If you’ve lied about your salary at dinner parties, you’re not alone – with one in ten Brits having apparently exaggerated about what they earn at dinner parties.
Job titles, too, are often embellished, while lies about owning a second property, the value of their houses, qualifications, speaking another language and the places they’ve travelled also feature high on dinner party guests’ fib lists.
And according to the research, when it comes to getting caught out, a brazen 86 per cent said they usually get away with it, although 14 per cent said they were caught out when their child or other half gave the game away.
The research revealed one in five blames nerves over meeting new people for exaggerating, but 14 per cent said they were prone to embellishing the truth after a few drinks.
And the reason for the fibs? One in five people stretch the truth to impress a new crowd and one in ten said it was purely to keep up with the Jones’.
Psychologist Dr Becky Spelman explained: “The tendency to ‘show off’ is ingrained in human beings and is largely an unconscious effort to establish a pecking order. Just as in the natural world, animals do all sorts of things do make themselves look bigger and more impressive than they really are.
“This is a natural trait that has evolved through sexual selection because the animals that manage to convince potential mates that they’ve got it all going on are the most successful, and the most likely to leave a large number of offspring to carry on the boastful genes.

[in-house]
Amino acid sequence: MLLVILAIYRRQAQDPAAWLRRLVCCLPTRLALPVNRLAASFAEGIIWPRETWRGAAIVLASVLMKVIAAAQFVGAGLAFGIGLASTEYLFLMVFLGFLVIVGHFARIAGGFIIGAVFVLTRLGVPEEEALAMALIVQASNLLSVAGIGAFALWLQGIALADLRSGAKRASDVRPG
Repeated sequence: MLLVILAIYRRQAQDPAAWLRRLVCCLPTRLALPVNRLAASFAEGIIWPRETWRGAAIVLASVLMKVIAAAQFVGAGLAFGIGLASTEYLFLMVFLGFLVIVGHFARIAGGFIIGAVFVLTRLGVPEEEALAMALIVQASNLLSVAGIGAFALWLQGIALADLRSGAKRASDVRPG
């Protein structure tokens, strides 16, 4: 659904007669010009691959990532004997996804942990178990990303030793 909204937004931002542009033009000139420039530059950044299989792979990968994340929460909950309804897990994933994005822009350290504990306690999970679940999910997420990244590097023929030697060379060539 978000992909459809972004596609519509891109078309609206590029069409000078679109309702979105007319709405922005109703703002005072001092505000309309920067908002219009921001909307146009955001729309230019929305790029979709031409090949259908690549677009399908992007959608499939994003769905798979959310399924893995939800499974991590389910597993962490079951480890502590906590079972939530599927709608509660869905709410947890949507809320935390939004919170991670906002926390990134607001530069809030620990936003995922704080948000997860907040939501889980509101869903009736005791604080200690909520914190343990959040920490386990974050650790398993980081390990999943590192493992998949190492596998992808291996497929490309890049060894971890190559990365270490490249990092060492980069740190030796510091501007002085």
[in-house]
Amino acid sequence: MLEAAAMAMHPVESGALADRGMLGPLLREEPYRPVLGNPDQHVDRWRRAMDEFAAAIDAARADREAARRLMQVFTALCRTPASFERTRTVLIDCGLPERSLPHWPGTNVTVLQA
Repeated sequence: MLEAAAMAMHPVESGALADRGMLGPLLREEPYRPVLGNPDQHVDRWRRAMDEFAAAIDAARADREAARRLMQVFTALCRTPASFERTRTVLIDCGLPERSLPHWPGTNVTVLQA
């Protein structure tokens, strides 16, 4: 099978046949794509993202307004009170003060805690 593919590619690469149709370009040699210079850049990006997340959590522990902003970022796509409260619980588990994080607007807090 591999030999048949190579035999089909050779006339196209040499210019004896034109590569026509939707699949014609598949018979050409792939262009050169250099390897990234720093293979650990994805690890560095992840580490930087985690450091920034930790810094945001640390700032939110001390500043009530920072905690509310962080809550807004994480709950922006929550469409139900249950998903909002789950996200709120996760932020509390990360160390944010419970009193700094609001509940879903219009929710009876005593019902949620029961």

“Many of us are anxious that we don’t measure up to the other people in our social circle and after a few glasses of wine it can be very easy to turn our college anecdotes about inter-railing into a tale of derring-do worthy of Indiana Jones.
“Women and men alike are prone to this sort of behaviour, although traditional default gender roles can influence the sort of things they brag about, with men more likely to show off and exaggerate how much money they earn, and women are more likely to inflate their postcode or value of property.”
The research was carried out by online furniture company Swoon.